In the first of our series counting down to the US Open at Flushing Meadows later this month, our correspondent Billy Cure takes a look at the chances of defending champion Dominic Thiem…

As defending champion, Dominic Thiem has to be worth a mention. A powerful baseliner, who won last year’s grand slam through superior physical and mental strength. It was a shaky start to last year’s final, but the Austrian eventually found form where Zverev’s game fell apart, thumping his way to a first Grand Slam victory.

Thiem was the first player in the open era to win from two sets down in the US Open final. Along the way he beat former US Open champion Marin Cilic, as well as Felix Auger-Aliassime, Alex De Minaur, Daniil Medvedev, and of course; Alexander Zverev in the final. Thiem was the first new player to win a grand slam since 2014, when Marin Cilic won the US Open.

This season
However, 2021 has not quite been as good as 2020 for Thiem. Suffering a wrist injury, he hasn’t competed since Mallorca back in June. Before then his season wasn’t exactly stellar, with best results coming in the Australian Open; losing to Dimitrov in the fourth round, and in Madrid masters; losing to Zverev in the semi-final.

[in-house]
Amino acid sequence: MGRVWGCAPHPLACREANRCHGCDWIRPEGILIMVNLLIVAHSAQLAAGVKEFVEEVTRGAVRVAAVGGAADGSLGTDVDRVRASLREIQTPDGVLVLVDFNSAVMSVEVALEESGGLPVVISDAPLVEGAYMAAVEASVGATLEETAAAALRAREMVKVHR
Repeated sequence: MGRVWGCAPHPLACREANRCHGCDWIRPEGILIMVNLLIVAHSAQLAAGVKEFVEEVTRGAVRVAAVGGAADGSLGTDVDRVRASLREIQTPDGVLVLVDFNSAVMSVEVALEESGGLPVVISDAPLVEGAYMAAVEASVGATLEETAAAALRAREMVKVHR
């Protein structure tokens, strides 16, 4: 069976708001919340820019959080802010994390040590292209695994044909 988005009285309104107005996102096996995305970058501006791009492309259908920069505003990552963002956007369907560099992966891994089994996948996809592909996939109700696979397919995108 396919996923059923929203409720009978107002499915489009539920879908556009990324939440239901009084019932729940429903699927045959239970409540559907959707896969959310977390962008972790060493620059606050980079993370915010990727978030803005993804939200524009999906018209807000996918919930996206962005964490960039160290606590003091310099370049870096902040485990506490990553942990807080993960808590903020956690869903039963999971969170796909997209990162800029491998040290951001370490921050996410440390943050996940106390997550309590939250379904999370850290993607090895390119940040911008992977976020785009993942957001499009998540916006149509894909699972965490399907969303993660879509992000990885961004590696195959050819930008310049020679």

Thiem is normally one the better players on clay, yet lost in the third round in Rome to Fucsovics, and lost in the first round at Roland Garros to No.68 ranked Pablo Adujar.

We know when Dominic Thiem is at his best, his powerful deliberate groundstrokes let him compete at the very top. The former world number 3 will likely not be suffering much fatigue, having missed most of the season, if he can heal in time, he will be one to watch, and has time to raise his game in the lower rounds, if he secures a good seed, it will give him some a few games before he starts playing the world’s best players. All of this of course, is if he can manage to attend.

Realistically, Thiem isn’t likely to start the US open. And if he does, he will be severely lacking in form and technique, he hasn’t played in a tournament since the grass court season.

Thiem’s wrist was still in a cast in July, which doesn’t bode well for a player so reliant on raw might. 

Dominic Thiem crashes out in a first round match to Pablo Andujar in Paris. Photo: Roger Parker International Sports Fotos Ltd

In summary, Thiem will require a few miracles to repeat last year’s success, but has the potential to win here again in future.

If he does compete, it could be a good way to build back up to the form of the past.

The most important thing for Thiem is to not aggravate his injury. Once it heals, then he can worry about being one of the best again. If Thiem competes at all this year, expect him to go out early.

  • Tomorrow: We look at the Ladies – and Serena Williams

Leave a Reply